One of the questions that many ask in considering the Genesis 1 creation account is when?  How old is the earth?  Bishop James Ussher in the Church of Ireland back in the mid 1600s is famous for dating creation to 4004 BC.  He did this by simply adding up the ages of all the ancient patriarchs mentioned in the genealogies of Genesis, and by assuming the days of creation in Genesis 1 were twenty-four hour solar…
This summer I'll take some time to preach from the Old Testament books of Ezra and Nehemiah.  In case you're not too familiar with them, they are essentially an ancient Hebrew version of a dystopian novel, except that in this case the story is true.  George Orwell and Aldous Huxley got the the genre going earlier in the twentieth century with A Brave New World, Animal Farm, and 1984, but in recent years novels and movies of similar theme have become very popular.  The Hunger Games and Divergent series of books and movies are perhaps the most famous of them.  This type of novel is set in a future post-apocalyptic world, and features heroes and heroines who struggle against overwhelming odds to maintain or to rebuild some sort of normal existence.

The apocalypse that was in the background for these two books was the destruction of Jerusalem in 586/587 B.C. by the Babylonians and the subsequent exile of most of the residents of the kingdom of Judah.  Hundreds of miles from home, …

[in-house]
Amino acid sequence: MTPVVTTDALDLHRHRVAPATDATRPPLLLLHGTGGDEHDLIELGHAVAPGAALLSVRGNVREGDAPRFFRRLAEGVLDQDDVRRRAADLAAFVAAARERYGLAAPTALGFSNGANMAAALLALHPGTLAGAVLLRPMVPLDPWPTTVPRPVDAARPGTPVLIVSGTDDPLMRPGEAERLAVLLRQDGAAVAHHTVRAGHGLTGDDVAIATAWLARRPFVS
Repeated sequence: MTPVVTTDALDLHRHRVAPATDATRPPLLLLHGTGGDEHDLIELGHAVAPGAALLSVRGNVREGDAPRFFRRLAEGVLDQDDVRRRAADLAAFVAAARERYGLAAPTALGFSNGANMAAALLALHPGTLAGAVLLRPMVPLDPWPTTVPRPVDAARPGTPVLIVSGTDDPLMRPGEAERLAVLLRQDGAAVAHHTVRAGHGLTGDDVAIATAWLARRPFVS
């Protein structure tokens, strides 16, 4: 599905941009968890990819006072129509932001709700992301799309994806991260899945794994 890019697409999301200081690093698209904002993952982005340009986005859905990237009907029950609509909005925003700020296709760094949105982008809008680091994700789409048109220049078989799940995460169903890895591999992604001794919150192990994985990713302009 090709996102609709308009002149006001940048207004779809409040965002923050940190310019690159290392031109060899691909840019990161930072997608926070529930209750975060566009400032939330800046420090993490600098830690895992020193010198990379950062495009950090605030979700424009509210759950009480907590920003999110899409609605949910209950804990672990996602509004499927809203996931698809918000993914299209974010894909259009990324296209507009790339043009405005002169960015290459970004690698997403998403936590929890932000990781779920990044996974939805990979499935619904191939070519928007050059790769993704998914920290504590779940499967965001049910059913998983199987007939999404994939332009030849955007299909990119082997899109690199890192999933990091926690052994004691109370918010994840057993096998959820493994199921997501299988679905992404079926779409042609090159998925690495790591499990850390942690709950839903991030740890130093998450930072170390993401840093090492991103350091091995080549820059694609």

Church and Family

We have all heard people say, "our church is a family."  When stated of their own church, it is said as a matter of pride.  When spoken by a newcomer, or someone who is not a member, it is understood to be a high compliment.  The idea of family often inspires thoughts of love, acceptance, fellowship. In fact, it is true that churches should be places of love, acceptance, and fellowship.

With that as an introduction, allow me to play Devil's advocate.  We should not envision, or aspire for our churches to be a family!    "There are just so many people here now that I don't know."  "Our church is changing so much."  "I don't feel like we're one church anymore."  These statements belie an unspoken fear that a church has too many newcomers.  So begins the call for things to be done that would promote unity, that would promote nostalgic feelings of family.  How can it be a family if there are all those people I haven't known for …

Washed With Water

In the coming weeks we will be baptizing several infants.  We look forward to these days in worship; they are among the happiest occasions in the life of any church.  Unfortunately, it is a part of our Christian heritage that few things divide us as much as baptism.  Even though all Christians would believe with the Apsotle Paul that there is, "One Lord, one faith, one baptism, one God and Father of all," we don't live it out very well.

Some churches insist upon believer's baptism, and do it only by immersion.  Others immerse infants, some pour water on believers, and many who baptize infants do it by sprinkling.  Ideally, all Christians would be of like mind about this very important sacrament.  In fact we don't even agree with the term "sacrament."  Many Baptist churches, prefer not to use the term "sacrament" and use the terms rite or ordinance instead.  Given the many differences we have over baptism, what do we do as United Methodists, an…